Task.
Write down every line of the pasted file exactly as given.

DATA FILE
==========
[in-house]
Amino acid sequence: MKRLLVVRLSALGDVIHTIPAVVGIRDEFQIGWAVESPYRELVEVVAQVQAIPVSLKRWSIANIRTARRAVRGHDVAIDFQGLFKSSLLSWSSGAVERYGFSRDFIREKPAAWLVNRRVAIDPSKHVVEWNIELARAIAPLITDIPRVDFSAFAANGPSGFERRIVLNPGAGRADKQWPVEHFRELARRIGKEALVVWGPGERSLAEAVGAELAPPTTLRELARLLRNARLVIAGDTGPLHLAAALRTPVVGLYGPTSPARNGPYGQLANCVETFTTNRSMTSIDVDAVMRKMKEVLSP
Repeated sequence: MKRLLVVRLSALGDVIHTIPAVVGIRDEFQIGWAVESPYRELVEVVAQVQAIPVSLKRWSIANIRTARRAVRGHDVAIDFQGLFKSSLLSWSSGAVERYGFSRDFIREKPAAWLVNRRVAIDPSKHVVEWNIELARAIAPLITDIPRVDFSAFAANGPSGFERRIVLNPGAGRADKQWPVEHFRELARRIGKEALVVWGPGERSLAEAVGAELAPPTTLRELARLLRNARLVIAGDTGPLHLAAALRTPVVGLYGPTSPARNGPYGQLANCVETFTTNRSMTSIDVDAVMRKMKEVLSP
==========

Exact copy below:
[in-house]
Amino acid sequence: MKRLLVVRLSALGDVIHTIPAVVGIRDEFQIGWAVESPYRELVEVVAQVQAIPVSLKRWSIANIRTARRAVRGHDVAIDFQGLFKSSLLSWSSGAVERYGFSRDFIREKPAAWLVNRRVAIDPSKHVVEWNIELARAIAPLITDIPRVDFSAFAANGPSGFERRIVLNPGAGRADKQWPVEHFRELARRIGKEALVVWGPGERSLAEAVGAELAPPTTLRELARLLRNARLVIAGDTGPLHLAAALRTPVVGLYGPTSPARNGPYGQLANCVETFTTNRSMTSIDVDAVMRKMKEVLSP
Repeated sequence: MKRLLVVRLSALGDVIHTIPAVVGIRDEFQIGWAVESPYRELVEVVAQVQAIPVSLKRWSIANIRTARRAVRGHDVAIDFQGLFKSSLLSWSSGAVERYGFSRDFIREKPAAWLVNRRVAIDPSKHVVEWNIELARAIAPLITDIPRVDFSAFAANGPSGFERRIVLNPGAGRADKQWPVEHFRELARRIGKEALVVWGPGERSLAEAVGAELAPPTTLRELARLLRNARLVIAGDTGPLHLAAALRTPVVGLYGPTSPARNGPYGQLANCVETFTTNRSMTSIDVDAVMRKMKEVLSP